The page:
• Director of the White House Military Office

    The Military Office handles presidential transportation, food service, and medical services at the White House. It also is responsible for the Marine helicopters that transport the president to and from the White House grounds, on board Air Force One, and at Camp David.

  • U.S. trade representative

    The Office of the U.S. Trade Representative oversees and coordinates policies on international trade, investments, and commodities, and it negotiates agreements around the world. The trade representative acts as the president’s advisor and spokesperson. The office was created by President John Kennedy in 1963, and its responsibilities were expanded by Congress in the 1970s.

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  • White House photographer

    The White House photographer is tasked with capturing images of the presidency. Among the most notable was Pete Souza, who enjoyed extensive access to President Barack Obama in the White House. Many of his pictures of the president with his wife Michelle and visiting with children played a major role in creating and maintaining Obama’s public image.

  • White House chief usher

    The chief usher manages about 90 staff such as florists and butlers, oversees the building and grounds of the White House, and works on events with the first family. The job typically does not change with administrations, and just 10 people have held the position in more than 130 years.

  • National security advisor

    The national security adviser, formally the assistant to the president for national security affairs, reports directly to the president and acts as liaison to other top security officials. The adviser typically briefs the president on security issues, plans foreign travel, helps draft policy speeches, and prepares background for the president’s meetings and calls with world leaders.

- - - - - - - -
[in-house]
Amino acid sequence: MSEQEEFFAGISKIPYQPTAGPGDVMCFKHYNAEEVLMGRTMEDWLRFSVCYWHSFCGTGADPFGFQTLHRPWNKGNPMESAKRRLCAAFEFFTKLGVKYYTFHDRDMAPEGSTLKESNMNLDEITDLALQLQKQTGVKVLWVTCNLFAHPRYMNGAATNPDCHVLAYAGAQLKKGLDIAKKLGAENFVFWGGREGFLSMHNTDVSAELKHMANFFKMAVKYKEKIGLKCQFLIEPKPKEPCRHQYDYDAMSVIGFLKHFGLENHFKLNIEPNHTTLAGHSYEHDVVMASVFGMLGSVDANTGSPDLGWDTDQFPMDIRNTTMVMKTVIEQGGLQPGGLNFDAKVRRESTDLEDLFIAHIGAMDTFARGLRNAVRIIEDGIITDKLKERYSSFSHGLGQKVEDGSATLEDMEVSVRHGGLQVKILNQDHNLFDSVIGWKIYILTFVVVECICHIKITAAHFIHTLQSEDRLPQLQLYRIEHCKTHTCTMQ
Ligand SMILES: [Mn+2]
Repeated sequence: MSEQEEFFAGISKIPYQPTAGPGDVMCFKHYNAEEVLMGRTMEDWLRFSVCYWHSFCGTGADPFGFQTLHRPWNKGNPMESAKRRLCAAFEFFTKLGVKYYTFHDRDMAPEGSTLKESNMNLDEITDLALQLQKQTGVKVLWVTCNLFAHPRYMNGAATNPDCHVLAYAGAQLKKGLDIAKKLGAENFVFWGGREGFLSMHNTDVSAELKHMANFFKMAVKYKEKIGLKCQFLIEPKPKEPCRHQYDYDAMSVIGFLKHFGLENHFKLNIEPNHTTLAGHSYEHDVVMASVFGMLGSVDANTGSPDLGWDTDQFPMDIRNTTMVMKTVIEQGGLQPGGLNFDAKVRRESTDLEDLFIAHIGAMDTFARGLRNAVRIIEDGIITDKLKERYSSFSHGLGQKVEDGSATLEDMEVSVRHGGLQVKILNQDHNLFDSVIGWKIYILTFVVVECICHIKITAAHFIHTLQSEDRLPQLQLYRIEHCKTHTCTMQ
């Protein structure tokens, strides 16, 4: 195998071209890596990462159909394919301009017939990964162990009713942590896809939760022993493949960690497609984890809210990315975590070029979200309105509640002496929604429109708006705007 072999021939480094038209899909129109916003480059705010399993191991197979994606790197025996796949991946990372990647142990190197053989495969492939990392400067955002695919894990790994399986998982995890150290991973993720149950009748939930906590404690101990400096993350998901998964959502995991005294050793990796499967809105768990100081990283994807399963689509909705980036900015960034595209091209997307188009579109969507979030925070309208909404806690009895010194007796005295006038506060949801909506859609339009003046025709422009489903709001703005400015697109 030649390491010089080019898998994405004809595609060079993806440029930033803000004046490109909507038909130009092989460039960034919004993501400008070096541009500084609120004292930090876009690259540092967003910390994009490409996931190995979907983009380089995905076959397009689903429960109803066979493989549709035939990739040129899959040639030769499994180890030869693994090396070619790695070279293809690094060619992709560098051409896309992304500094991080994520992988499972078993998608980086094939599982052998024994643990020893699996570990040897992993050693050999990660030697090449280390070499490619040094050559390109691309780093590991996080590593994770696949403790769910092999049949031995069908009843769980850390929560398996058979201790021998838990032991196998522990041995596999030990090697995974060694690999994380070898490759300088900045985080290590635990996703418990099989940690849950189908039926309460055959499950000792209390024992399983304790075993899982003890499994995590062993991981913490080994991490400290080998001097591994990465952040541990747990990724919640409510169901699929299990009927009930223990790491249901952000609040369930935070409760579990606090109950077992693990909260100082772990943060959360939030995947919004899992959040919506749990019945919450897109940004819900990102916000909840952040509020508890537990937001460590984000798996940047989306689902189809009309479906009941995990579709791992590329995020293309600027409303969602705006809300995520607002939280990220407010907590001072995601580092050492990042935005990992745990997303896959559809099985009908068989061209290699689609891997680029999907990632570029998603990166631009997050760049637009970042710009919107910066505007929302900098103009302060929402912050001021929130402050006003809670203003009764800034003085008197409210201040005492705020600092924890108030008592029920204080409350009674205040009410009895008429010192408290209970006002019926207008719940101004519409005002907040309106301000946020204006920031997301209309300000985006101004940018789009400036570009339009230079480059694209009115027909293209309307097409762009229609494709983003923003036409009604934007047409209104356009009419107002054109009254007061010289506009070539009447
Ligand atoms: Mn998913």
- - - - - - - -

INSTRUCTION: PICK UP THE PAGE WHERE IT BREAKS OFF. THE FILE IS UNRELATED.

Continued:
• Director of presidential correspondence

    Running the Office of Presidential Correspondence entails handling and responding to the letters, emails, and gifts sent to the president and first family from the public. It also deals with calls made to the White House Comment Line and requests for presidential proclamations and presidential greetings. While in office, President Barack Obama asked to see a sample 10 letters each day from members of the public.

  • Chairman of the White House Council of Economic Advisers

    The Council of Economic Advisers is responsible for giving the president research and guidance to set domestic and international economic policy. Comprising three presidential appointees, typically highly respected professors of economics, the council is supposed to make economic forecasts and provide unbiased advice. The acting chairman of the Council of Economic Advisers, Tyler Goodspeed, was one of the top officials in the Trump administration who resigned the day after the violent rioting on Jan. 6 at the U.S. Capitol.